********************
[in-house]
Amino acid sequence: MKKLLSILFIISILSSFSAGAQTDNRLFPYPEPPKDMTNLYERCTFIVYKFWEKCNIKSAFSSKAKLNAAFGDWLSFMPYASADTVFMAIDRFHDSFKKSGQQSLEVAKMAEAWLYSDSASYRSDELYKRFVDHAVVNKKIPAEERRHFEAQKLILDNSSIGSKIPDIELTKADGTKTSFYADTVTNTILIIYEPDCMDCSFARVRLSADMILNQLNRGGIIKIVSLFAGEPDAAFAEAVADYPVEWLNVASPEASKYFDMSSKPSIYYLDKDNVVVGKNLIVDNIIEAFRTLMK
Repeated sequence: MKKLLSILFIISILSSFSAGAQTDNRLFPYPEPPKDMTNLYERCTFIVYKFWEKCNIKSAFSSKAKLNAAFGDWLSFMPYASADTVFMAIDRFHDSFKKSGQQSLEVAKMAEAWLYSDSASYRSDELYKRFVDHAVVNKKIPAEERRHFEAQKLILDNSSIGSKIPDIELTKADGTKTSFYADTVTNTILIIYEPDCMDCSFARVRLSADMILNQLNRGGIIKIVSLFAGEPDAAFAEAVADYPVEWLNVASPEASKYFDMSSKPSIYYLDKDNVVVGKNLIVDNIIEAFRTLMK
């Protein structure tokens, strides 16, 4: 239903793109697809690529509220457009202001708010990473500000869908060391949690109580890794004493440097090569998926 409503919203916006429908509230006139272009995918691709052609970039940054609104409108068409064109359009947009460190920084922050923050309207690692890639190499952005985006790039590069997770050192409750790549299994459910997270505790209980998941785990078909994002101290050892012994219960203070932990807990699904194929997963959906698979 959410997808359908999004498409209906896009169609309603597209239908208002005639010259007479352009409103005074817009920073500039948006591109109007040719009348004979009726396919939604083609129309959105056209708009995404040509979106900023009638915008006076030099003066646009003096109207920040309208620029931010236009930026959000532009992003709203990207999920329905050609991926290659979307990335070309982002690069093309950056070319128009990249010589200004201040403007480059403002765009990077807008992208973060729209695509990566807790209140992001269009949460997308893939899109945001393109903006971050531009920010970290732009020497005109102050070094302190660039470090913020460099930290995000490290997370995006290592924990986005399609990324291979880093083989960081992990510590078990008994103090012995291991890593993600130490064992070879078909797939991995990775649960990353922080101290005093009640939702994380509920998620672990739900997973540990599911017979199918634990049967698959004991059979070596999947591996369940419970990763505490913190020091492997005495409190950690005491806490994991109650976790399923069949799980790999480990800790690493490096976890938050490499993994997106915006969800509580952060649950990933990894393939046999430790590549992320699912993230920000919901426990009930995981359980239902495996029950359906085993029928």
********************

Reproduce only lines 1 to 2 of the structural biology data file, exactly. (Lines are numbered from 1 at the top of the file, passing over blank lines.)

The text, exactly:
[in-house]
Amino acid sequence: MKKLLSILFIISILSSFSAGAQTDNRLFPYPEPPKDMTNLYERCTFIVYKFWEKCNIKSAFSSKAKLNAAFGDWLSFMPYASADTVFMAIDRFHDSFKKSGQQSLEVAKMAEAWLYSDSASYRSDELYKRFVDHAVVNKKIPAEERRHFEAQKLILDNSSIGSKIPDIELTKADGTKTSFYADTVTNTILIIYEPDCMDCSFARVRLSADMILNQLNRGGIIKIVSLFAGEPDAAFAEAVADYPVEWLNVASPEASKYFDMSSKPSIYYLDKDNVVVGKNLIVDNIIEAFRTLMK